Vol.I No.VI Pg.3
June 1964

Condensed Study Of "Faith"

Robert F. Turner

A beginner at Bible study can see that the popular doctrine of salvation by "faith only" is wrong. This expression is used but once in the N. T. --- when James writes: "Ye see then how that by works a man is justified, and not by faith only." (2:24)

Those who refuse to recognize the various ways in which the word "faith" is used in the N. T. are faced with stubborn contradictions (especially between the Roman letter and James) and must devise some ingenious quibbles to escape their dilemma.

Basically, to believe is to accept as true; a mental acquiescence. We must believe that God is -- accept as true His existence. (Heb. 11:6) Then, "Faith cometh by hearing --" (Rom. 10:17) acceptance of evidence. Such faith is the basis for our dealings with God; but "without works" this faith is dead. (Jas. 2:26)

Because faith affects the heart (Acts 15:9) and hence one's actions, the word is sometimes used to define the motive for continuous action. "By faith" Abel offered Noah built and Abraham went, (Heb. 11:4-f.) This certainly does not mean that "at the point of faith, and without further acts of obedience" the ark came into existance. Likewise, one may declare that salvation is "by faith" while recognizing the necessity for doing all that God requires.

The word "faith" is sometimes subjective, referring to the conscience. In such usage "of faith" assures sincerity, but does not necessarily prove truth. And in Jude 3, the word necessarily is used with reference to that which produces faith -- the evidence. But perhaps "faith" is most abused when we fail to recognize its application to the whole New Covenant. The oft-quoted "justification by faith" passages (Rom. 1:17 Ga1.3:11) point not to "faith only" but to a contrast system of faith (Christianity) with the system of law as manifested in Judaism.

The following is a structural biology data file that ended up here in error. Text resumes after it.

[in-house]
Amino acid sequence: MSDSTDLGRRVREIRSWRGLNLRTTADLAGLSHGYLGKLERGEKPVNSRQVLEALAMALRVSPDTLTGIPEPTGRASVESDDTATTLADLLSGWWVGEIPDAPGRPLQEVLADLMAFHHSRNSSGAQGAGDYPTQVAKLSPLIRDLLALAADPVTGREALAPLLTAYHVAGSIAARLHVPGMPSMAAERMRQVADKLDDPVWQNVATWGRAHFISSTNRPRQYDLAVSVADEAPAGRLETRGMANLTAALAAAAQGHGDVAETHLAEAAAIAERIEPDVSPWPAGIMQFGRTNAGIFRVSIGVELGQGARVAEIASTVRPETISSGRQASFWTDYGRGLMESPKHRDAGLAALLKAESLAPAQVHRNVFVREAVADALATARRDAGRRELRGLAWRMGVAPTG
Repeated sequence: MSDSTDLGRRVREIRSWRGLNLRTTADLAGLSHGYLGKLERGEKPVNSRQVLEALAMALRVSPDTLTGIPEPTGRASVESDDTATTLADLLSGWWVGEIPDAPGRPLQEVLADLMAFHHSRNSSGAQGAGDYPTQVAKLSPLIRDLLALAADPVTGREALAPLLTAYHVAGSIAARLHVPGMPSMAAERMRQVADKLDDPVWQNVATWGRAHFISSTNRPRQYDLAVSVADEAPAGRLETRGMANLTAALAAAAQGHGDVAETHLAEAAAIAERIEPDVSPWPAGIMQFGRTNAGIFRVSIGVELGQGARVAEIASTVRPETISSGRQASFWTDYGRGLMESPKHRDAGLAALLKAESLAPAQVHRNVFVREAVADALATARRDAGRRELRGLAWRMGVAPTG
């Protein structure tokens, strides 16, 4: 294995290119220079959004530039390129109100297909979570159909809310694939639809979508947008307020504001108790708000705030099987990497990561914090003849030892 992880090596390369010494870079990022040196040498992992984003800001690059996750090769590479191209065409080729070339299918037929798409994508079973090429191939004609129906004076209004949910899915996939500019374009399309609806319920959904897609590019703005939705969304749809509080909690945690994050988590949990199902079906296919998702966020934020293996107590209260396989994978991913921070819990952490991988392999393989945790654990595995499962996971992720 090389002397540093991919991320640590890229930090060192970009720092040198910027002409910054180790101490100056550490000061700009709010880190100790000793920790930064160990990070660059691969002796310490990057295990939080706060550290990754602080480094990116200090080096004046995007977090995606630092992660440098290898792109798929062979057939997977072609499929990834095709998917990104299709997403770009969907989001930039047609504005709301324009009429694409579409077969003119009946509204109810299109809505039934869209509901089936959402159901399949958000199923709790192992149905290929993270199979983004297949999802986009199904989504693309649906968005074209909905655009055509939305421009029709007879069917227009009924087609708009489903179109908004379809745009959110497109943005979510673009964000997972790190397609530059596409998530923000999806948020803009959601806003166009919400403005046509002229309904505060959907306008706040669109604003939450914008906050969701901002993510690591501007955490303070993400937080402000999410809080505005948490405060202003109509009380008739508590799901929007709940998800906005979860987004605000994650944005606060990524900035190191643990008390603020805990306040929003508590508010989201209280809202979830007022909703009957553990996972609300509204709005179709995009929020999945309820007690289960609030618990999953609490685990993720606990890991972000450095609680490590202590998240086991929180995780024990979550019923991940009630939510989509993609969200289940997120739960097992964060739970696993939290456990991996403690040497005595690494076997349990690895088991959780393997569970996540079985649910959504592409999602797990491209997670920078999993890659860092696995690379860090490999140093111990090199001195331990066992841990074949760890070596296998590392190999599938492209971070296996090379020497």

A system of law demands perfect compliance; with reward on a basis of merit. "Cursed is everyone that continueth not in all things which are written in the book of the law to do them." (See Gal. 3:10-f) Since all sin, our only hope lies in a system with provisions for forgiveness -- and that means Jesus Christ is our only hope.

Salvation is "not of works", i.e., we must not depend upon a system of merit, for we all sin. But we must put our trust (and here is faith) in Christ, who forgives. (Rom. 4:4-8) The Christian system is therefore a system of faith, and is so characterized.

"Before faith came" means before the Christian system: "we were kept under the law" --- under .Judaism. The "children of God by faith" are those "baptized into Christ." (Gal. 3:23-f,)

In reality, one's faith in Christ is inadequate if it does not motivate "faithfulness." "This is the love of God, that we keep his commandments. (1 Jn. 5:3) Significantly, the original statement of "the just shall live by faith" (Heb. 2:4) refers to "faithfulness." (See ARV footnotes.)